Water oxidation From Molecular Systems to Functional Devices

University dissertation from Stockholm : KTH Royal Institute of Technology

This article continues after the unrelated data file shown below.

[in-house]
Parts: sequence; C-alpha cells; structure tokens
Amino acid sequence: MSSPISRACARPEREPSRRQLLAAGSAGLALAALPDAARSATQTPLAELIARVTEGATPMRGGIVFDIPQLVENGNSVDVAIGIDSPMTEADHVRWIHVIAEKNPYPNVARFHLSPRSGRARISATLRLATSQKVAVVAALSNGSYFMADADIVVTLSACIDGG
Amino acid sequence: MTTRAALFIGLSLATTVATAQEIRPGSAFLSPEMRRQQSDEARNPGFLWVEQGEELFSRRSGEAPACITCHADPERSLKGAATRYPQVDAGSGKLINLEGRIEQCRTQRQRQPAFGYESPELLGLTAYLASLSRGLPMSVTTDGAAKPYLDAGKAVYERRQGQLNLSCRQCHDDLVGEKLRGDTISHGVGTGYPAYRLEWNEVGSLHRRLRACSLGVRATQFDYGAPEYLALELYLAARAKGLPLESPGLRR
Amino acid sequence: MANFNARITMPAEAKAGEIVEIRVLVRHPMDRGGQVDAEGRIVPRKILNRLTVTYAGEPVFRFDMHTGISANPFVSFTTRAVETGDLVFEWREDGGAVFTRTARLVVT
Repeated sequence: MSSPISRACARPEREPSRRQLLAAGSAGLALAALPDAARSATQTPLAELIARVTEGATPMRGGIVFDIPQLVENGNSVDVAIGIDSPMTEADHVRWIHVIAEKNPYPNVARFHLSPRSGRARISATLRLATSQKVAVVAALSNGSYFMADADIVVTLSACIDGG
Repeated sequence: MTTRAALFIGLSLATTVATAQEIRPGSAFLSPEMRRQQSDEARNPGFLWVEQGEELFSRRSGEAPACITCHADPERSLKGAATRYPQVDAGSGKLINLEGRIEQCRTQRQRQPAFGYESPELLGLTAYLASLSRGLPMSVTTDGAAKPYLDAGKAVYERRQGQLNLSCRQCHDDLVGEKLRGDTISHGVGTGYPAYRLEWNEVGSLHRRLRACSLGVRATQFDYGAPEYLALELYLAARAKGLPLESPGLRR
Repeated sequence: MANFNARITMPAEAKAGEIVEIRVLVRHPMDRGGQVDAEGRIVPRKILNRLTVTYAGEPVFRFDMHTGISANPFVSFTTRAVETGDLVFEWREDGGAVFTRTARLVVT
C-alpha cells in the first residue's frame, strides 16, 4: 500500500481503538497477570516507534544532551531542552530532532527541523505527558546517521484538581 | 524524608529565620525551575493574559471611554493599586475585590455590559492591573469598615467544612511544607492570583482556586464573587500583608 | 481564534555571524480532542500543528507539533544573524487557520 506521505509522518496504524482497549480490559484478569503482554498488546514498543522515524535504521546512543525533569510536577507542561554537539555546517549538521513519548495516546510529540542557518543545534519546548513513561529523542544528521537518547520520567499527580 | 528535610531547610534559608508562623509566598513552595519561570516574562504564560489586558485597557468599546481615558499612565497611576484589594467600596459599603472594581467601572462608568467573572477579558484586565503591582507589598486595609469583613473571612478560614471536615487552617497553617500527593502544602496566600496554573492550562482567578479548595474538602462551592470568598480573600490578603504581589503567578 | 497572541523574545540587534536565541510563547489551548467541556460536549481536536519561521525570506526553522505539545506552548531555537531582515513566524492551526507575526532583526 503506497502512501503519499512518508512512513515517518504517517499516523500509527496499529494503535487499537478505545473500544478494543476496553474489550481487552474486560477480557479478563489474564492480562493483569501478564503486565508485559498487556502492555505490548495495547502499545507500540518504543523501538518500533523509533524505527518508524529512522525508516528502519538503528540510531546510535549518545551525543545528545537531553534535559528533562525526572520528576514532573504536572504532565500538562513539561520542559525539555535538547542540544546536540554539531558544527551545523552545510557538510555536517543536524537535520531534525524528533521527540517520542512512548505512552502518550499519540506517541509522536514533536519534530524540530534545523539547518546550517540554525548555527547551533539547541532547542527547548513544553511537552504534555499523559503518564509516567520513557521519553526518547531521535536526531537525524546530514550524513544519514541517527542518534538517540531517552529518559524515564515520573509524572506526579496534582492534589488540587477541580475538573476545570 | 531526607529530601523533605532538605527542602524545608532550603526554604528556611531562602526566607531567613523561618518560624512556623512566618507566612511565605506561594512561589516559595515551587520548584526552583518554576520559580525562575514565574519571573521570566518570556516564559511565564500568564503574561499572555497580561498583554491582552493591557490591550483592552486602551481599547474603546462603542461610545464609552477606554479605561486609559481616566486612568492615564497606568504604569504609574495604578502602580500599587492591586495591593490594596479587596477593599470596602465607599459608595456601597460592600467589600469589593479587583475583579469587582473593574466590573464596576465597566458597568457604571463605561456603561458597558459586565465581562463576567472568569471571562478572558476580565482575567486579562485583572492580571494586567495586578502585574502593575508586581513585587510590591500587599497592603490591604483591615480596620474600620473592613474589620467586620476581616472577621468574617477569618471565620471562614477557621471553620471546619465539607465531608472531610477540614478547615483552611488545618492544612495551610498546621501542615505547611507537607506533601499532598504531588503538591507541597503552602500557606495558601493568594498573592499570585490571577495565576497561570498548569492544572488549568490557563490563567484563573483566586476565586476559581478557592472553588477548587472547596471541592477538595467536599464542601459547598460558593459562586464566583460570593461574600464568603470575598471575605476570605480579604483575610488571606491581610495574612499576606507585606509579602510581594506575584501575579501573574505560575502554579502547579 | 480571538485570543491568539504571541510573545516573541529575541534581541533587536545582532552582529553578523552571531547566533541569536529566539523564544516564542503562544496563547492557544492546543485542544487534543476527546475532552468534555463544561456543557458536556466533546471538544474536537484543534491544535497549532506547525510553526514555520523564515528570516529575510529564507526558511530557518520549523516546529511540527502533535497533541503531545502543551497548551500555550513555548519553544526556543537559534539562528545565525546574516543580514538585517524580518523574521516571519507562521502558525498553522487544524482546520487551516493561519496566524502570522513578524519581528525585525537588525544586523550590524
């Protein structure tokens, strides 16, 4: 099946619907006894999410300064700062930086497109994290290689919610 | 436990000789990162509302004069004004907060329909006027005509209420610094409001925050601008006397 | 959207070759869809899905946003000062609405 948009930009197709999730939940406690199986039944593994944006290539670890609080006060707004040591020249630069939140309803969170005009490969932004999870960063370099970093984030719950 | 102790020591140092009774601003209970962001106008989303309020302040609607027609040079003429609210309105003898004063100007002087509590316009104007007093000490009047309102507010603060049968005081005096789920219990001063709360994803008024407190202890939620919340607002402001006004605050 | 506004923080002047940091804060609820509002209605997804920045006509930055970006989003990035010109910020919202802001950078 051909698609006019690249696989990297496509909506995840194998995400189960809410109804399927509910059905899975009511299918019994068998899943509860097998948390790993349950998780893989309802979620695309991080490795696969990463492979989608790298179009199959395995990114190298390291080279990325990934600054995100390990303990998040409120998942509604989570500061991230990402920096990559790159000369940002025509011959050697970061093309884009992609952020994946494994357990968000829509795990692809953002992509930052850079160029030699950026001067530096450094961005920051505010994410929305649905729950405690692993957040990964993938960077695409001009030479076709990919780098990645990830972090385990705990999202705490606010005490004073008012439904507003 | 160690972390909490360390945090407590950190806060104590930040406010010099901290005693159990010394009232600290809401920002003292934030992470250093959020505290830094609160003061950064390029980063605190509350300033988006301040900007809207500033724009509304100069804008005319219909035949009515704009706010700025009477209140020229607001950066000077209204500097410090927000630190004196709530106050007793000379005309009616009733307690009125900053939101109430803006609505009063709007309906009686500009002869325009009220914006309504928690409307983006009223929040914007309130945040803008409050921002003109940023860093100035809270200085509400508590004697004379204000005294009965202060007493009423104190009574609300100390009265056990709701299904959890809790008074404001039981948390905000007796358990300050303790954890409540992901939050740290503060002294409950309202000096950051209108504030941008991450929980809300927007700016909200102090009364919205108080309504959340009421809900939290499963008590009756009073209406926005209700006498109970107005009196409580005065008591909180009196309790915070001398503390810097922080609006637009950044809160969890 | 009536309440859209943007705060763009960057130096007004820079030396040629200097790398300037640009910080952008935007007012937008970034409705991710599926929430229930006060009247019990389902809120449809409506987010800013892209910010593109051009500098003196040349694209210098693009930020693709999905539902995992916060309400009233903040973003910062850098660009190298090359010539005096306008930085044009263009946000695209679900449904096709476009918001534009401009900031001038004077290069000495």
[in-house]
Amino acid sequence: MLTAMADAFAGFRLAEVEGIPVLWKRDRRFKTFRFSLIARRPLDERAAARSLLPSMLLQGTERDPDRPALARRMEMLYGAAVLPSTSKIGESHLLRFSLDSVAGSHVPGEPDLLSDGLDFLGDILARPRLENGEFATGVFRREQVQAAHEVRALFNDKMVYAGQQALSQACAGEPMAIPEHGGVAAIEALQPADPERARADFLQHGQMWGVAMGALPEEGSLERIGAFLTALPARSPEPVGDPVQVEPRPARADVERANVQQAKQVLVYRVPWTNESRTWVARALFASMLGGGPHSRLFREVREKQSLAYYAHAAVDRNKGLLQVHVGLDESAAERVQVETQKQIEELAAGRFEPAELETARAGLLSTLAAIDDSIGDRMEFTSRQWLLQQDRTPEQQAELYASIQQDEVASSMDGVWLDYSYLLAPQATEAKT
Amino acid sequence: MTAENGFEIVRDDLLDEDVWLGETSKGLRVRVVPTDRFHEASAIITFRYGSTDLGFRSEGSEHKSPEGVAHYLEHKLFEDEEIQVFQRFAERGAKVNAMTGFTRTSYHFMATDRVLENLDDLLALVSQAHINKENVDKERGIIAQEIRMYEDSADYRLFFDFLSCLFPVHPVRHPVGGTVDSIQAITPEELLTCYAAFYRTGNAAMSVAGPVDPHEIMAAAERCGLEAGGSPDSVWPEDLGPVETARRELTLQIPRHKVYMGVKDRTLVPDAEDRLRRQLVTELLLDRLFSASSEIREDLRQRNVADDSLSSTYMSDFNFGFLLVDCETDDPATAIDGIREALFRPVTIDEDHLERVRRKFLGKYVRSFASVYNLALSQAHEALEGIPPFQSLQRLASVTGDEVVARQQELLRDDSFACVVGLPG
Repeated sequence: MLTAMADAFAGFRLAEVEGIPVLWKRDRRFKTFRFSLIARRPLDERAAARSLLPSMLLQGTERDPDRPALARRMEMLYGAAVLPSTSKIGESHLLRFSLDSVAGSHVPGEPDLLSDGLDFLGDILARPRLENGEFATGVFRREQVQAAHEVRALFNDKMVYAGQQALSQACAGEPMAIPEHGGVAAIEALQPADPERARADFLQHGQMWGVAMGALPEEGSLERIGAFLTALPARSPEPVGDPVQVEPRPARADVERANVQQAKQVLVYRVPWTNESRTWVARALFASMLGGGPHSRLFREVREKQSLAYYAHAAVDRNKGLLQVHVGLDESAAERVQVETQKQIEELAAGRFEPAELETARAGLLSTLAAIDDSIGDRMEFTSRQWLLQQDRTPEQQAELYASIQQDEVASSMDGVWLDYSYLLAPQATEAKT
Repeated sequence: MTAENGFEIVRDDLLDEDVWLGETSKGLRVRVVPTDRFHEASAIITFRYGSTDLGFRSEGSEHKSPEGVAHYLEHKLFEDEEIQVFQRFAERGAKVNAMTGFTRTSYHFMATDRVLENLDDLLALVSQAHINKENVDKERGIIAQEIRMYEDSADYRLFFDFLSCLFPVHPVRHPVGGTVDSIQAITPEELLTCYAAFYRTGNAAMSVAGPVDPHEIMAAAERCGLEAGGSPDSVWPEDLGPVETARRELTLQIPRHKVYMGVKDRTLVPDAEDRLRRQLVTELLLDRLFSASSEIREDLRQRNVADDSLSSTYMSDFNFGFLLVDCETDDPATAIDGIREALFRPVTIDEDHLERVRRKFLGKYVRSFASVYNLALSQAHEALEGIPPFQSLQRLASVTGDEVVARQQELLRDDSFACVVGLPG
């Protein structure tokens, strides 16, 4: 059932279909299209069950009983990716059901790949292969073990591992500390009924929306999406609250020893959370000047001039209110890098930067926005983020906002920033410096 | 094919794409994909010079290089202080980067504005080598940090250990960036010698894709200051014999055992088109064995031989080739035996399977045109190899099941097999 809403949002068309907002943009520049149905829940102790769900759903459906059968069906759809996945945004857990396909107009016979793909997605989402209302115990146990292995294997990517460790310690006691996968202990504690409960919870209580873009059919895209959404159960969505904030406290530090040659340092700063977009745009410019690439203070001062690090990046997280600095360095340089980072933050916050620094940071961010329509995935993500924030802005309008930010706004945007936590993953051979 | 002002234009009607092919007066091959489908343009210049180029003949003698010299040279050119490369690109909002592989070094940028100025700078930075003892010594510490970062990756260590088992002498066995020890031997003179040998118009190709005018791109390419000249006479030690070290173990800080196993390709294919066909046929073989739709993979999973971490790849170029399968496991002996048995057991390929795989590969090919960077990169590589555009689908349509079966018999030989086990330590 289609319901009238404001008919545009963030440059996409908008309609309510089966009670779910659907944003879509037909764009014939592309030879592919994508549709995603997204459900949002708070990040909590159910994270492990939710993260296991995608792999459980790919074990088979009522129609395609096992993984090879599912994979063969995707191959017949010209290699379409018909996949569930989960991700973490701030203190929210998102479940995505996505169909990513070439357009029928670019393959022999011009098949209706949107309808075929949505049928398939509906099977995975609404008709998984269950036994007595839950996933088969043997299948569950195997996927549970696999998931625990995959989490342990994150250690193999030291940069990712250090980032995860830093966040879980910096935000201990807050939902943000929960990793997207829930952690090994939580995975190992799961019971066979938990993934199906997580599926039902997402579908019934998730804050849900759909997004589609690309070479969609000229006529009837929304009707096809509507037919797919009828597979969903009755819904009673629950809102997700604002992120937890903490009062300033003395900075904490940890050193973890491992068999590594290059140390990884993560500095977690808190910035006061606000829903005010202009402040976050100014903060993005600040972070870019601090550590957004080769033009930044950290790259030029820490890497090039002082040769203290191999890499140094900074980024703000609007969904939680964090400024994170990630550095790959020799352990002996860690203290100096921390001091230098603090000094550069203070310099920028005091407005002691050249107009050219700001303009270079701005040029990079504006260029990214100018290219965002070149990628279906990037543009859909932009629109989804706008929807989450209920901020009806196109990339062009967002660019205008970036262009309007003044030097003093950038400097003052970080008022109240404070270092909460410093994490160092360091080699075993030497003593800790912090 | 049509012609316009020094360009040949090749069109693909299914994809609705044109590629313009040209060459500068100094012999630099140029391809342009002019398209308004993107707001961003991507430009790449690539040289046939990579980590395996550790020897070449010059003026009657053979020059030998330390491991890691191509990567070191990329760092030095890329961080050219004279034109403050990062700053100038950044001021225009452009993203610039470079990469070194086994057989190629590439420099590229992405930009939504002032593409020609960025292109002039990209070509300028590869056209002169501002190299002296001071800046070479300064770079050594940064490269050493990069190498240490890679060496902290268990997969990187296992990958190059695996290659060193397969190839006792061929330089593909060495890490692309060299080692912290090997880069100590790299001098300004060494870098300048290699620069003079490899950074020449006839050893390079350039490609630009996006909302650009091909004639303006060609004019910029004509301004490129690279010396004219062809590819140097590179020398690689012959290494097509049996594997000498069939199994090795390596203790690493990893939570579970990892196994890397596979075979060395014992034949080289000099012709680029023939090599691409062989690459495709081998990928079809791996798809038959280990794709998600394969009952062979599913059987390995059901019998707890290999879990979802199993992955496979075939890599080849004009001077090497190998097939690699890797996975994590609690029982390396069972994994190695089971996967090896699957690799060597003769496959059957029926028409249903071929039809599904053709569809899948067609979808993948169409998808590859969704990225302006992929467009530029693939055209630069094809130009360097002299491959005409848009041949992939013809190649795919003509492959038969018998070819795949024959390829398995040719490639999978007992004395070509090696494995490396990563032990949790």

Abstract: The production of hydrogen gas, through the process of water splitting,is one of the most promising concepts for the production of clean andrenewable fuel.The introduction of this thesis provides a brief overview of fossil fuelsand the need for an energy transition towards clean and renewable energy.Hydrogen gas is presented as a possible candidate fuel with its productionthrough artificial photosynthesis, being described. However, the highlykinetically demanding key reaction of the process – the water oxidationreaction – requires the use of a catalyst. Hence, a short presentation of differentmolecular water oxidation catalysts previously synthesized is also provided.The second part of the thesis focuses on ruthenium-based molecularcatalysis for water oxidation. Firstly, the design and the catalytic performancefor a new series of catalysts are presented. Secondly, a further study onelectron paramagnetic resonance of a catalyst shows the coordination of awater molecule to a ruthenium centre to generate a 7-coordinated complex atRuIII state. Finally, in an electrochemical study, coupled with nuclear magneticresonance analysis, mass spectrometry and X-ray diffraction spectroscopy, wedemonstrate the ability of a complex to perform an in situ dimerization of twounits in order to generate an active catalyst.The final part of this thesis focuses on immobilisation of first rowtransition metal catalysts on the surface of electrodes for electrochemical wateroxidation. Initially, a copper complex was designed and anchored on a goldsurface electrode. Water oxidation performance was studied byelectrochemistry, while deactivation of the electrode was investigated throughX-ray photoelectron spectroscopy, revealing the loss of the copper complexfrom the electrode during the reaction. Finally, we re-investigated cobaltporphyrin complexes on the surface of the electrode. Against the backgroundof previous report, we show that the decomposition of cobalt porphyrin intocobalt oxide adsorbed on the surface is responsible for the catalytic activity.This result is discussed with regard to the detection limit of various spectroscopic methods.